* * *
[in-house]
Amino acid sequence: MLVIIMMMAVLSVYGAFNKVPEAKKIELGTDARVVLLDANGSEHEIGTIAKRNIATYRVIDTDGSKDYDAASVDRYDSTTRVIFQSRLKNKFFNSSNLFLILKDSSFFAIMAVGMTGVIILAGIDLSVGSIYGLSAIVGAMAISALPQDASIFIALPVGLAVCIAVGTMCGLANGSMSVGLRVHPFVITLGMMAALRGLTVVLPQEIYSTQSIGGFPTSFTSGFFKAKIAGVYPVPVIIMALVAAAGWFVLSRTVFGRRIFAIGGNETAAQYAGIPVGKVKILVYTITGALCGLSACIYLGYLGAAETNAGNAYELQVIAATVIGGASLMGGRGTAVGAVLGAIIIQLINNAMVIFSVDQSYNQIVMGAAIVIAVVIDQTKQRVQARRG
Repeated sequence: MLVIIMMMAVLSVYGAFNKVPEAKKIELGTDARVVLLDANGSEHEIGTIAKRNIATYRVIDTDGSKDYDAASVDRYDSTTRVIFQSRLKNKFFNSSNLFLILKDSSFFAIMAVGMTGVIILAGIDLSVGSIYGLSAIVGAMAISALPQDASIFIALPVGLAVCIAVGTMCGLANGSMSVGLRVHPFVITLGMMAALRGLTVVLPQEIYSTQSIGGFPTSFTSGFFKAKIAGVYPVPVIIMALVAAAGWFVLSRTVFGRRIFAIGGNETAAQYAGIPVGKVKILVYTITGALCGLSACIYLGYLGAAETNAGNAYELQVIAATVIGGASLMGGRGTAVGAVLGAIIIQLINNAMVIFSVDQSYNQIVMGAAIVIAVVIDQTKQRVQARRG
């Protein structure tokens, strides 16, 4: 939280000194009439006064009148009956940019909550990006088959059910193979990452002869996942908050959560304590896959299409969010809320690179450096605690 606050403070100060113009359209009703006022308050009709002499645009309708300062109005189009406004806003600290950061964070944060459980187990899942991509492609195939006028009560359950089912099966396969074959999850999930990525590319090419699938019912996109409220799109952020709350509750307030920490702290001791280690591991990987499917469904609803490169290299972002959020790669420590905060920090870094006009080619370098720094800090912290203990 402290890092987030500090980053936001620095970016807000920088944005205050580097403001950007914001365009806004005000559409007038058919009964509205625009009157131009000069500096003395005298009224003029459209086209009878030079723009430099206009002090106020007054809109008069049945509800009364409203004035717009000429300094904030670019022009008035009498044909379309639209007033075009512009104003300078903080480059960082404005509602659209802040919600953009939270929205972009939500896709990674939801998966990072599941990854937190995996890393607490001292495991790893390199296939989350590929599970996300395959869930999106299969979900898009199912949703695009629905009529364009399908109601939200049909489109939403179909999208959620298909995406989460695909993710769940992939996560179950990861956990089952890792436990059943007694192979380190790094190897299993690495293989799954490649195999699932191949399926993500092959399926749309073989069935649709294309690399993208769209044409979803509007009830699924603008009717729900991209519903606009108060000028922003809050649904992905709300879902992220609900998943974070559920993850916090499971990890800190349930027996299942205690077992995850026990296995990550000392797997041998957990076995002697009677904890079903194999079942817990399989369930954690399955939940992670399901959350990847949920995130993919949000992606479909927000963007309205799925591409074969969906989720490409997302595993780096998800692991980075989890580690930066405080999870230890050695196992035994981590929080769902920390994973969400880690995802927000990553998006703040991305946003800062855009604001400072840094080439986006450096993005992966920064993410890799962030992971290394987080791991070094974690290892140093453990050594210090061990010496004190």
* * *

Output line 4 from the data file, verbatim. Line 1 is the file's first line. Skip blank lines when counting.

């Protein structure tokens, strides 16, 4: 939280000194009439006064009148009956940019909550990006088959059910193979990452002869996942908050959560304590896959299409969010809320690179450096605690 606050403070100060113009359209009703006022308050009709002499645009309708300062109005189009406004806003600290950061964070944060459980187990899942991509492609195939006028009560359950089912099966396969074959999850999930990525590319090419699938019912996109409220799109952020709350509750307030920490702290001791280690591991990987499917469904609803490169290299972002959020790669420590905060920090870094006009080619370098720094800090912290203990 402290890092987030500090980053936001620095970016807000920088944005205050580097403001950007914001365009806004005000559409007038058919009964509205625009009157131009000069500096003395005298009224003029459209086209009878030079723009430099206009002090106020007054809109008069049945509800009364409203004035717009000429300094904030670019022009008035009498044909379309639209007033075009512009104003300078903080480059960082404005509602659209802040919600953009939270929205972009939500896709990674939801998966990072599941990854937190995996890393607490001292495991790893390199296939989350590929599970996300395959869930999106299969979900898009199912949703695009629905009529364009399908109601939200049909489109939403179909999208959620298909995406989460695909993710769940992939996560179950990861956990089952890792436990059943007694192979380190790094190897299993690495293989799954490649195999699932191949399926993500092959399926749309073989069935649709294309690399993208769209044409979803509007009830699924603008009717729900991209519903606009108060000028922003809050649904992905709300879902992220609900998943974070559920993850916090499971990890800190349930027996299942205690077992995850026990296995990550000392797997041998957990076995002697009677904890079903194999079942817990399989369930954690399955939940992670399901959350990847949920995130993919949000992606479909927000963007309205799925591409074969969906989720490409997302595993780096998800692991980075989890580690930066405080999870230890050695196992035994981590929080769902920390994973969400880690995802927000990553998006703040991305946003800062855009604001400072840094080439986006450096993005992966920064993410890799962030992971290394987080791991070094974690290892140093453990050594210090061990010496004190």